The paper is made up of 4 markers, 8 markers and 12 markers (plus some 6 and 10s, but stick with me).

A 4 mark question might be a simple ‘state 2 disadvantages of using 3G to access your work as a graphic designer’. Point and expand, point and expand. Straightforward stuff.

An 8 mark question might be a little more open ended, though with a similar style of question. Here the exam board recommended using PEE grids (Point – Explain – Evidence). These are standard operating procedure within our History department and I suspect English too, so kids should be used to the concept.

The 12 mark questions are your longer, essay style. Here it was suggested we look at connectives and sentence starters – although I think you might as well go the whole hog and take a good look at VCOP as a literacy strategy. It will take a little time to train the students up and it might be wise to speak to people from other departments who are already running courses with these types of exam for some good pedagogical support – but it’s manageable and less intimidating than it might seem.

Other than that, there’s not much else to say, really. There is a SAM paper on the website and it’s worth reading the spec carefully to make sure you’re covering all of the content (I’d come across a LAN, WAN and mesh before, but never a PAN).

Unit 2 (or is it 3?) – Social Media

I really like this unit. I really like this unit. It takes something the kids are aware of but don’t fully appreciate, and gets them to think about it and use it within a context. And it’s relevant.

There is a sample brief which it is recommended that centres use, though it is not even slightly compulsory to do so. The idea is to teach them some stuff on social media, and about how businesses use it and what kind of posts generate the most interaction (or ‘traction’ if you’re into corporate doublespeak). Why is Boaty McBoatface so popular? Are people more likely to look at a post with a picture, a video, a hashtag? Etc…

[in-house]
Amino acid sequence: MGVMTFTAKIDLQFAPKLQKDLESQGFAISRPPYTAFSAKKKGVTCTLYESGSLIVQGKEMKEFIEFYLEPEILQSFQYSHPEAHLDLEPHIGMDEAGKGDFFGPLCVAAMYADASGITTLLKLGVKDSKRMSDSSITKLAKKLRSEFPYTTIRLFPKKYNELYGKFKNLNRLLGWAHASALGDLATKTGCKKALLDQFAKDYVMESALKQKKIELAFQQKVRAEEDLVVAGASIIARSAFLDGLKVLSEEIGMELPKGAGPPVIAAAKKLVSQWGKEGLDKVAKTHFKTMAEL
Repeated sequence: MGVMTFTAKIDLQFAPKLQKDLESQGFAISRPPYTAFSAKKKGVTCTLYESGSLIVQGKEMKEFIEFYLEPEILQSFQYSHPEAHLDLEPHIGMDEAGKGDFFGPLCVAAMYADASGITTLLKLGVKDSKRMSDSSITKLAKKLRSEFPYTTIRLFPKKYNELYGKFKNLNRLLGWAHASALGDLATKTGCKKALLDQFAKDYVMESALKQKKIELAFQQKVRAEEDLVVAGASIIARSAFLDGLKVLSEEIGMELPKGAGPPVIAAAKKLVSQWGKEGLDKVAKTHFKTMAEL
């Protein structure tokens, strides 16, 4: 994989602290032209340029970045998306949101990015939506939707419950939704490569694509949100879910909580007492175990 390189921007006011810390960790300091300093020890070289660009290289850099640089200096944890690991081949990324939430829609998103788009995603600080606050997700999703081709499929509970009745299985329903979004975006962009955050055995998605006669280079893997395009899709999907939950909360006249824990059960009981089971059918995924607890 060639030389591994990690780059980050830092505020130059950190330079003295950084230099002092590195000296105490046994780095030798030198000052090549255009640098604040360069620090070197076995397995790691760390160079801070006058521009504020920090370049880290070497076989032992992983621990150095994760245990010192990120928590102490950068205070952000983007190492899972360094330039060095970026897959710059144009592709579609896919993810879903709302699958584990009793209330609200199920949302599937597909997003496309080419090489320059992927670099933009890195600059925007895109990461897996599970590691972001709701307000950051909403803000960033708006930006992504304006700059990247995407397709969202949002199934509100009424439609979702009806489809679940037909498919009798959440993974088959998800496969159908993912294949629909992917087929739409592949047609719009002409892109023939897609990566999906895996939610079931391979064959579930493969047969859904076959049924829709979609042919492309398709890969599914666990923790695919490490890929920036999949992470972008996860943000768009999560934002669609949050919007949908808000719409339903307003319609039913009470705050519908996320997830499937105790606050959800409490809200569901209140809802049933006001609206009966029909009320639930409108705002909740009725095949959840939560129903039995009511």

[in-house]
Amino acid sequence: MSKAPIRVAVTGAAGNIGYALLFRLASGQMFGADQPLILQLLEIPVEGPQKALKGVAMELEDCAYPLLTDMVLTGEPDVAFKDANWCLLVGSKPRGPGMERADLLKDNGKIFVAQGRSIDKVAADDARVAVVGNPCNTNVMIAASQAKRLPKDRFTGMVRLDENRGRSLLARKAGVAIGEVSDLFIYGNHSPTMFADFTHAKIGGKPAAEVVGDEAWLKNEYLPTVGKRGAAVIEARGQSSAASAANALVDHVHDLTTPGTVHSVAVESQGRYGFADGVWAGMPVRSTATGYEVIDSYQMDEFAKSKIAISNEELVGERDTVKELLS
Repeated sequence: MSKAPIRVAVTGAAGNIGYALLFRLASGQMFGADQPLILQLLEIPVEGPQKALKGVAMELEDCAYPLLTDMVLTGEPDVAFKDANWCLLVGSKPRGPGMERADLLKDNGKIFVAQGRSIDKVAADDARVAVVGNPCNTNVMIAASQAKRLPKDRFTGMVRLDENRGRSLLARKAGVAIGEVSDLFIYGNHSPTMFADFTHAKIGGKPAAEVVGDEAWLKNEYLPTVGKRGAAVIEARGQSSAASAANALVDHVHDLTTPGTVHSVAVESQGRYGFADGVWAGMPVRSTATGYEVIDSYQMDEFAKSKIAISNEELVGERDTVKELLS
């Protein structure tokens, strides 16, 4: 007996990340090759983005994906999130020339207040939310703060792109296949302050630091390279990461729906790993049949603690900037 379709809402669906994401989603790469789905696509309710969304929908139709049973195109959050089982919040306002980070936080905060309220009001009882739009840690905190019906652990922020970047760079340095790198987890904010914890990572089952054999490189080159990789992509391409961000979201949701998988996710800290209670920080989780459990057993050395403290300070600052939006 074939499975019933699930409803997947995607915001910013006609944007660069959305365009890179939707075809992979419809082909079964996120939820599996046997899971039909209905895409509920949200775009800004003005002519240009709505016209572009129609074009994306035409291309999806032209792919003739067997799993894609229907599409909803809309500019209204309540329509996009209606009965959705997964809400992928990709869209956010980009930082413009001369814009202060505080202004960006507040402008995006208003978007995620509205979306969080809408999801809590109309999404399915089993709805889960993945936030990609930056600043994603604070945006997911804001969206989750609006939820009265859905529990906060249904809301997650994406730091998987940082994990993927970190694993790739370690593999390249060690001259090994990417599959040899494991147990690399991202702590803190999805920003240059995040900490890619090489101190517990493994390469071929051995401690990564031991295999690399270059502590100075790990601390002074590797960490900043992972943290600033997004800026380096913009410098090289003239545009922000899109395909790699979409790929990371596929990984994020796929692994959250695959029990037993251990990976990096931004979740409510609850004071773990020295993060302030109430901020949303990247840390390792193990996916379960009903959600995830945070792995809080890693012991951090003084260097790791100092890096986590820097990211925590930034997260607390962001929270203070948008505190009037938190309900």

Then you give the students a context. The sample is about giving a presentation to a local chamber of commerce (locally we have an enterprise unit with 5 or 6 startup shops in one building , each with a 3 month lease at virtually no cost – by the end of which time they can rent somewhere with their established business or fold without going bankrupt). This lets them show off their understanding of how social media is used. The students don’t need to do the presentation, and the scenario doesn’t need to be real. A PowerPoint presentation with presenter notes (for added detail) would be sufficient.

The second part of the assignment is that the student has now been approached by one of these companies to actually manage their social media campaign for them. The students should ideally work for different companies and these can be real or made up. Parental involvement is fine, and my idea is to alter this so that students are running the social media accounts for a department within our school.

Students should do some analytical work looking at the interactions their posts have had. Some social media services will provide these, but I suspect most students will have to manually collate the date – how many likes, how many reposts, how many comments, etc.